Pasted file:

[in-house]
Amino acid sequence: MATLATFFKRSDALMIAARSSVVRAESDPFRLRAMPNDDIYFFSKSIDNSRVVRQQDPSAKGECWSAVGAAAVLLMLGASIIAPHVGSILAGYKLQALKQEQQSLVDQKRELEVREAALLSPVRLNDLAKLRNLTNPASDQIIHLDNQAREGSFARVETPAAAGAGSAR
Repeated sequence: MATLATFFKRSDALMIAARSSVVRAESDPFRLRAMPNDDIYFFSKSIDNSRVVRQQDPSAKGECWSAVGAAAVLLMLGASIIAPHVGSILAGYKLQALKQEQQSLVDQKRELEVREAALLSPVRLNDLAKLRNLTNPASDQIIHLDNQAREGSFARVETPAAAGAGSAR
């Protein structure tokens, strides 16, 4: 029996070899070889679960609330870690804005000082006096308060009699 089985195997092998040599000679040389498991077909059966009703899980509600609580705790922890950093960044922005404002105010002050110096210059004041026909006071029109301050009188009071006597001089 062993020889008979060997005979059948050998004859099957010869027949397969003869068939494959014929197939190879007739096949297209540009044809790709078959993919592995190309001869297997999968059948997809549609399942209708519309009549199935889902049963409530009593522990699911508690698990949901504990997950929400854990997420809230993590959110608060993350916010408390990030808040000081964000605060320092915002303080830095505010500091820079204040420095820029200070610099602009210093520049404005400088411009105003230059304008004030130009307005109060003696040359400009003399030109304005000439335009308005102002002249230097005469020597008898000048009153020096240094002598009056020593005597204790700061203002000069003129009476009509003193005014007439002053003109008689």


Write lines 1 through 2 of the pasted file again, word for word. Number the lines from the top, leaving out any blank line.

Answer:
[in-house]
Amino acid sequence: MATLATFFKRSDALMIAARSSVVRAESDPFRLRAMPNDDIYFFSKSIDNSRVVRQQDPSAKGECWSAVGAAAVLLMLGASIIAPHVGSILAGYKLQALKQEQQSLVDQKRELEVREAALLSPVRLNDLAKLRNLTNPASDQIIHLDNQAREGSFARVETPAAAGAGSAR